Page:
From FY 2003 through FY 2011 STRS used an earnings assumption rate of 8%, which was reasonable since our 30-year average investment returns were over 8.6%. Our unfunded debt in 2003 was $17 billion and we were 74% funded. Today we are 76-78% funded. Of course, a 3% COLA was always paid during these years. For FY 2012 STRS decided that the investments could only earn 7.75%. This unnecessary lowering of our earnings expectations added more than $15 billion dollars to our debt! Can I really say unnecessary? Well, I think so, since we averaged 12.82% between 2010 and 2012, why did we have to lower the Earnings Assumption Rate downward from 8% to 7.75% on 07/01/2012? Then for the next 5 years STRS averaged a 9.2%return, but STRS chose to lower the EAR again, this time to 7.45%. In the 2 years since then we’ve earned 11.93%. In six weeks and for the last 10 years, as of 07/01/19, STRS will have averaged just over 10%. That’s more than 25% greater than your current EAR!
After 41 straight years of COLAs, STRS sought and was legislatively granted the authority to adjust and pay or not pay future COLAs. We all know how disastrous that has turned out.
On March 19, 2015 the STRS Board voted to pursue 100% funding. The actuary said that at the current 7.75% expected investment return at the time and at 29 years remaining in the funding period, STRS could expect to meet its goal over a 30-year time frame (think 2045), improving the funded ration by about 1% per year and reducing the unfunded period by about 1 year each year. Two years later STRS was making such rapid progress that they had to act to slow their progress down by lowering the earnings assumption rate again, this time to 7.45%. This worked to slow their progress towards 100% funding because this move created another $11 billion of debt. To solve the new debt liability STRS chose to eliminate the COLA. By the way, since 1981, when more of our STRS Portfolio was allowed to be invested in stocks, our current 7.45% Earnings Assumption Rate is the lowest it has ever been.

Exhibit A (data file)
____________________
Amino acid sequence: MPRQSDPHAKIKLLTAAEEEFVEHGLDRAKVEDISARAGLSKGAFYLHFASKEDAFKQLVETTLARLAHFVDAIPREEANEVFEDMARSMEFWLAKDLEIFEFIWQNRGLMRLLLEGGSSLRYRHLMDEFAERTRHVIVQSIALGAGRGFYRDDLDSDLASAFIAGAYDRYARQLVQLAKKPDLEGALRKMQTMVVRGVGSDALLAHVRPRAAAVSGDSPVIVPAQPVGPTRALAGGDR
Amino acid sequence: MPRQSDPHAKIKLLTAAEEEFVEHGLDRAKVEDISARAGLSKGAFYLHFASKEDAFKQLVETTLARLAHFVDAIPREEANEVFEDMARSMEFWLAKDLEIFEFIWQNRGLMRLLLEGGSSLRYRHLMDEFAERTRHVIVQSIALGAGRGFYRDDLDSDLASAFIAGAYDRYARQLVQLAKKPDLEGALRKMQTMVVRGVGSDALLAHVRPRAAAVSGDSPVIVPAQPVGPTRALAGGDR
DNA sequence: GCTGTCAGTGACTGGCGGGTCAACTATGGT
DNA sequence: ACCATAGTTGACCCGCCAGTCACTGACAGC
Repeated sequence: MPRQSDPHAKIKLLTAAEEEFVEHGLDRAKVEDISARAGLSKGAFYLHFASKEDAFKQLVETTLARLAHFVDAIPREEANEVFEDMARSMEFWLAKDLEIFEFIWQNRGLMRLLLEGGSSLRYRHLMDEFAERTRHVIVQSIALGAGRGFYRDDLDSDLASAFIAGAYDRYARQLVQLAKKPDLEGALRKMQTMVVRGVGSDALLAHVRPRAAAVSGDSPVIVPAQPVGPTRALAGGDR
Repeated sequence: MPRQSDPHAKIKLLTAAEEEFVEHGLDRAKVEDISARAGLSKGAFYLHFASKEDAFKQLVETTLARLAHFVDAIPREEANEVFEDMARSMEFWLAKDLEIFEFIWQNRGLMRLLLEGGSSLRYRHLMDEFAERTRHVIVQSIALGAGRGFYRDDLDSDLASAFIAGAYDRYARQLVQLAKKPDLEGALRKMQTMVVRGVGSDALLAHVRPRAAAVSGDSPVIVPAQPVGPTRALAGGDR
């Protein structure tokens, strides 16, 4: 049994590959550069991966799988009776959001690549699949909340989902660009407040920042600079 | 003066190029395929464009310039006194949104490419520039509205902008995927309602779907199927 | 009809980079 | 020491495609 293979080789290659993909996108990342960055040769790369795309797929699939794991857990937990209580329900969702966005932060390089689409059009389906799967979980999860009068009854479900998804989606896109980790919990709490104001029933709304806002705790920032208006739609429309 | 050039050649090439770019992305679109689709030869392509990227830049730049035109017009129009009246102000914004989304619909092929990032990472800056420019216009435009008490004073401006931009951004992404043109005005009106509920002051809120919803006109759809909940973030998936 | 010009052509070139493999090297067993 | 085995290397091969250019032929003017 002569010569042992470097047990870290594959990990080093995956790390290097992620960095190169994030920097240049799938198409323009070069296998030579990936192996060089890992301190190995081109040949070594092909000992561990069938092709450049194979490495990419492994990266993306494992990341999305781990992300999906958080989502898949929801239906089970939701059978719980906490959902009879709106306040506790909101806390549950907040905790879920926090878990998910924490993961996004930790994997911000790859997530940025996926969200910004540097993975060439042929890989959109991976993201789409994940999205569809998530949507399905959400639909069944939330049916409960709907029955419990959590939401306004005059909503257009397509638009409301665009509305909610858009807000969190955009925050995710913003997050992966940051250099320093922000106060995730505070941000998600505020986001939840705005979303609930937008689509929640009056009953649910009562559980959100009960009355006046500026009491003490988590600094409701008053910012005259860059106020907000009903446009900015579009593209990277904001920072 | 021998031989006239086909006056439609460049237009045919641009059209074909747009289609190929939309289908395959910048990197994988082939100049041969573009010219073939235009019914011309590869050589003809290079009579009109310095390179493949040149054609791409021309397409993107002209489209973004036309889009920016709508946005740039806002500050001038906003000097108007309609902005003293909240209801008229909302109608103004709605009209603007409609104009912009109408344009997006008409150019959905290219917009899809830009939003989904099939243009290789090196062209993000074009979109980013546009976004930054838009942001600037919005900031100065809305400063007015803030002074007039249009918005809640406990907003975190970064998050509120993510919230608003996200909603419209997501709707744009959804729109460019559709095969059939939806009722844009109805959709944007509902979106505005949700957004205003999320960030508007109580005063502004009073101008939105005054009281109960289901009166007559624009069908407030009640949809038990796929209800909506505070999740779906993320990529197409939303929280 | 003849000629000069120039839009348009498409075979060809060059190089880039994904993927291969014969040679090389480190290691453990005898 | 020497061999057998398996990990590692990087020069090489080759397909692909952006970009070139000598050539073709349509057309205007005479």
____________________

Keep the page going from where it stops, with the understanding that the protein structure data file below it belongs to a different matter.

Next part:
The historical cost of COLA payments to all retirees is about 25% of total pension payments. STRS has been keeping most of our COLA since 2013, but now they are keeping all of it. Without COLA payments your pension will never increase. The only account that will grow is the STRS account.